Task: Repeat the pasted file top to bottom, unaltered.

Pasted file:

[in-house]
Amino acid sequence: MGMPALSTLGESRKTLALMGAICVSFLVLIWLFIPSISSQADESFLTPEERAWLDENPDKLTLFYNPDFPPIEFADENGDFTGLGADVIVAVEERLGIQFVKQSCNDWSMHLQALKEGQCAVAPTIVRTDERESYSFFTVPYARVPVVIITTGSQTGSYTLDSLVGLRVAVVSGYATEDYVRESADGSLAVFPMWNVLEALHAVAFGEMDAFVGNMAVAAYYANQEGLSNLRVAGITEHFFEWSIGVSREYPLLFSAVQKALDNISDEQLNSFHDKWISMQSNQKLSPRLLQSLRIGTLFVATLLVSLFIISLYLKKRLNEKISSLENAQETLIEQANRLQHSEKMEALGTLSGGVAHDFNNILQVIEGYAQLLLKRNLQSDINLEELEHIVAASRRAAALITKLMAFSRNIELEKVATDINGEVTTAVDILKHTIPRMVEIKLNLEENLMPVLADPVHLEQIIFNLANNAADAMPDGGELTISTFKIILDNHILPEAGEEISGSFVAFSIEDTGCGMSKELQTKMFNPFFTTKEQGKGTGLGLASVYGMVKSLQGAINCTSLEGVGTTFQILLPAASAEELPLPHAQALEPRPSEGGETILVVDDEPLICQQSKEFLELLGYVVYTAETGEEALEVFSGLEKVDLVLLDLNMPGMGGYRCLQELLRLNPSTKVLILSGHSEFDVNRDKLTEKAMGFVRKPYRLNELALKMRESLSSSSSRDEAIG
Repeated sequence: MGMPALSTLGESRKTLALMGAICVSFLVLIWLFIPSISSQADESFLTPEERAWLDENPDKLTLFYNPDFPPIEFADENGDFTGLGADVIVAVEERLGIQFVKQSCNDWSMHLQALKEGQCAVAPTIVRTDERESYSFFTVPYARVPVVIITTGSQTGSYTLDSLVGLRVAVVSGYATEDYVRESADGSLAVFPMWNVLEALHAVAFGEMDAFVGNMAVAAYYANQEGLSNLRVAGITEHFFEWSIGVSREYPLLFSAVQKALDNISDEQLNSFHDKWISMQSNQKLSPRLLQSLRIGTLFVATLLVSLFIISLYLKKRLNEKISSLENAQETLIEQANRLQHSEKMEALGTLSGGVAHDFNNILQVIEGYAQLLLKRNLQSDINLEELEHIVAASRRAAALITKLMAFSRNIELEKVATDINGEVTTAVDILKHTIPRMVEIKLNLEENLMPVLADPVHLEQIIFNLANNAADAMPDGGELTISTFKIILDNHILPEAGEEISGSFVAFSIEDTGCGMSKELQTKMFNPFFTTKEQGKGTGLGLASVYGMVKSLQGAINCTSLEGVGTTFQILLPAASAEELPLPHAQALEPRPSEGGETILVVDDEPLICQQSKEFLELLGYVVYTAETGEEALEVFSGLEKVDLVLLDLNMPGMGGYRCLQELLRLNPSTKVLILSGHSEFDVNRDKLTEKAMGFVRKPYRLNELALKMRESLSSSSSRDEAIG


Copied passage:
[in-house]
Amino acid sequence: MGMPALSTLGESRKTLALMGAICVSFLVLIWLFIPSISSQADESFLTPEERAWLDENPDKLTLFYNPDFPPIEFADENGDFTGLGADVIVAVEERLGIQFVKQSCNDWSMHLQALKEGQCAVAPTIVRTDERESYSFFTVPYARVPVVIITTGSQTGSYTLDSLVGLRVAVVSGYATEDYVRESADGSLAVFPMWNVLEALHAVAFGEMDAFVGNMAVAAYYANQEGLSNLRVAGITEHFFEWSIGVSREYPLLFSAVQKALDNISDEQLNSFHDKWISMQSNQKLSPRLLQSLRIGTLFVATLLVSLFIISLYLKKRLNEKISSLENAQETLIEQANRLQHSEKMEALGTLSGGVAHDFNNILQVIEGYAQLLLKRNLQSDINLEELEHIVAASRRAAALITKLMAFSRNIELEKVATDINGEVTTAVDILKHTIPRMVEIKLNLEENLMPVLADPVHLEQIIFNLANNAADAMPDGGELTISTFKIILDNHILPEAGEEISGSFVAFSIEDTGCGMSKELQTKMFNPFFTTKEQGKGTGLGLASVYGMVKSLQGAINCTSLEGVGTTFQILLPAASAEELPLPHAQALEPRPSEGGETILVVDDEPLICQQSKEFLELLGYVVYTAETGEEALEVFSGLEKVDLVLLDLNMPGMGGYRCLQELLRLNPSTKVLILSGHSEFDVNRDKLTEKAMGFVRKPYRLNELALKMRESLSSSSSRDEAIG
Repeated sequence: MGMPALSTLGESRKTLALMGAICVSFLVLIWLFIPSISSQADESFLTPEERAWLDENPDKLTLFYNPDFPPIEFADENGDFTGLGADVIVAVEERLGIQFVKQSCNDWSMHLQALKEGQCAVAPTIVRTDERESYSFFTVPYARVPVVIITTGSQTGSYTLDSLVGLRVAVVSGYATEDYVRESADGSLAVFPMWNVLEALHAVAFGEMDAFVGNMAVAAYYANQEGLSNLRVAGITEHFFEWSIGVSREYPLLFSAVQKALDNISDEQLNSFHDKWISMQSNQKLSPRLLQSLRIGTLFVATLLVSLFIISLYLKKRLNEKISSLENAQETLIEQANRLQHSEKMEALGTLSGGVAHDFNNILQVIEGYAQLLLKRNLQSDINLEELEHIVAASRRAAALITKLMAFSRNIELEKVATDINGEVTTAVDILKHTIPRMVEIKLNLEENLMPVLADPVHLEQIIFNLANNAADAMPDGGELTISTFKIILDNHILPEAGEEISGSFVAFSIEDTGCGMSKELQTKMFNPFFTTKEQGKGTGLGLASVYGMVKSLQGAINCTSLEGVGTTFQILLPAASAEELPLPHAQALEPRPSEGGETILVVDDEPLICQQSKEFLELLGYVVYTAETGEEALEVFSGLEKVDLVLLDLNMPGMGGYRCLQELLRLNPSTKVLILSGHSEFDVNRDKLTEKAMGFVRKPYRLNELALKMRESLSSSSSRDEAIG